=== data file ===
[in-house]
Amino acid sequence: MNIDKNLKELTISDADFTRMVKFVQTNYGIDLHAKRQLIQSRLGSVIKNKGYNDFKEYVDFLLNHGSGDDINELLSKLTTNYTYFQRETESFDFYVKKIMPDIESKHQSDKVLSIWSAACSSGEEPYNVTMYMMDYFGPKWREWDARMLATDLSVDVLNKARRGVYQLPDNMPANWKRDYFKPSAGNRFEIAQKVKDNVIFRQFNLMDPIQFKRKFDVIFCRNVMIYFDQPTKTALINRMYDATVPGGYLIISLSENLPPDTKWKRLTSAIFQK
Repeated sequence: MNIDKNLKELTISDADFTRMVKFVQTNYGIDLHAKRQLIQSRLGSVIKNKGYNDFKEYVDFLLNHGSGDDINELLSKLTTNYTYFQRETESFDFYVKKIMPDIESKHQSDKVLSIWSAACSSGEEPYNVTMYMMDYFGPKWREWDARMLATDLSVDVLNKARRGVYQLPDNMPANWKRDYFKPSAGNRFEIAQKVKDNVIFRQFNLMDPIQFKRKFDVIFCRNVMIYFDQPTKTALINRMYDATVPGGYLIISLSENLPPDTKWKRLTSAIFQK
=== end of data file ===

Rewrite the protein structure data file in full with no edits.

[in-house]
Amino acid sequence: MNIDKNLKELTISDADFTRMVKFVQTNYGIDLHAKRQLIQSRLGSVIKNKGYNDFKEYVDFLLNHGSGDDINELLSKLTTNYTYFQRETESFDFYVKKIMPDIESKHQSDKVLSIWSAACSSGEEPYNVTMYMMDYFGPKWREWDARMLATDLSVDVLNKARRGVYQLPDNMPANWKRDYFKPSAGNRFEIAQKVKDNVIFRQFNLMDPIQFKRKFDVIFCRNVMIYFDQPTKTALINRMYDATVPGGYLIISLSENLPPDTKWKRLTSAIFQK
Repeated sequence: MNIDKNLKELTISDADFTRMVKFVQTNYGIDLHAKRQLIQSRLGSVIKNKGYNDFKEYVDFLLNHGSGDDINELLSKLTTNYTYFQRETESFDFYVKKIMPDIESKHQSDKVLSIWSAACSSGEEPYNVTMYMMDYFGPKWREWDARMLATDLSVDVLNKARRGVYQLPDNMPANWKRDYFKPSAGNRFEIAQKVKDNVIFRQFNLMDPIQFKRKFDVIFCRNVMIYFDQPTKTALINRMYDATVPGGYLIISLSENLPPDTKWKRLTSAIFQK